Cruella de Ville (R-FL)
Whichever way she goes, that is one bizarre looking woman.
"This is a democracy, We choose our tormentors" -- Geoffrey Jacques
Someone please tell me this is a joke... long story short, a retired couple decided to pay off their credit card (isn't that what you're supposed to do? No? Always thought so), so they sent in a check for $6,522... and the bill wasn't paid. When they called to find out why? That's when things go sideways...
They were told, as they moved up the managerial ladder at the call center, that the amount they had sent in was much larger than their normal monthly payment. And if the increase hits a certain percentage higher than that normal payment, Homeland Security has to be notified. And the money doesn't move until the threat alert is lifted.Alarms go off if you try to get out of debt??? Now that is an -ism way beyond fascism.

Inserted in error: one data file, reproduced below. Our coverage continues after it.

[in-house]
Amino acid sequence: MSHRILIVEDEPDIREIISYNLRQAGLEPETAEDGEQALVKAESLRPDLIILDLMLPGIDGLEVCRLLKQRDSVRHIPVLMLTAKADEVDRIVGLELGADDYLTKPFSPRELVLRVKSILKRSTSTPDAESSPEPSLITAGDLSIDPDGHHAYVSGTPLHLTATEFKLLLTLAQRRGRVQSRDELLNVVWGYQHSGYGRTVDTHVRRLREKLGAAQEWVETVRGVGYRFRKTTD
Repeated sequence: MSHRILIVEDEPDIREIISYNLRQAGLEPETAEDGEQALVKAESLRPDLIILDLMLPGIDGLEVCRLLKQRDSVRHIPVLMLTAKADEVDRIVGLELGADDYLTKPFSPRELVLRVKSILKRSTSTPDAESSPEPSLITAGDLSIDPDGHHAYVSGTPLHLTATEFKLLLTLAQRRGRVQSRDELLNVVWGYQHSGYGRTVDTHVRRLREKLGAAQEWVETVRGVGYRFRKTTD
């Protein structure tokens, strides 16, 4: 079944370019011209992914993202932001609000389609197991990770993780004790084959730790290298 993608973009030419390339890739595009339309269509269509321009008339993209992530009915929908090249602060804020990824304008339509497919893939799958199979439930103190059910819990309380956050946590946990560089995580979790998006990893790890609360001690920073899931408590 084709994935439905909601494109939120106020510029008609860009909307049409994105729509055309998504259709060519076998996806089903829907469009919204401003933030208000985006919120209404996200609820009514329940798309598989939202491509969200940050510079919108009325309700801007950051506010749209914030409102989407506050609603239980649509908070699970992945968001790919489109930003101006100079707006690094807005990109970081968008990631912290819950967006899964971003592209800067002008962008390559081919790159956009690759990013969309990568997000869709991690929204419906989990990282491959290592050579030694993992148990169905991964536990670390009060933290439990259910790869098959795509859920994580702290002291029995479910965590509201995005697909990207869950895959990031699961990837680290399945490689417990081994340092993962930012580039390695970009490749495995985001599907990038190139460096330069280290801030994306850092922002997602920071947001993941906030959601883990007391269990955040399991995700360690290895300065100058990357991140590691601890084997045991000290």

Walter called television stations, the American Civil Liberties Union and me. And he went on the Internet to see what he could learn. He learned about changes in something called the Bank Privacy Act.Again: please tell me this is a joke.
"The more I'm on, the scarier it gets," he said. "It's scary how easily someone in Homeland Security can get permission to spy."
Eventually, his and his wife's money was freed up. The Soehnges were apparently found not to be promoting global terrorism under the guise of paying a credit-card bill. They never did learn how a large credit card payment can pose a security threat.
But the experience has been a reminder that a small piece of privacy has been surrendered. Walter Soehnge, who says he holds solid, middle-of-the-road American beliefs, worries about rights being lost.
"If it can happen to me, it can happen to others," he said.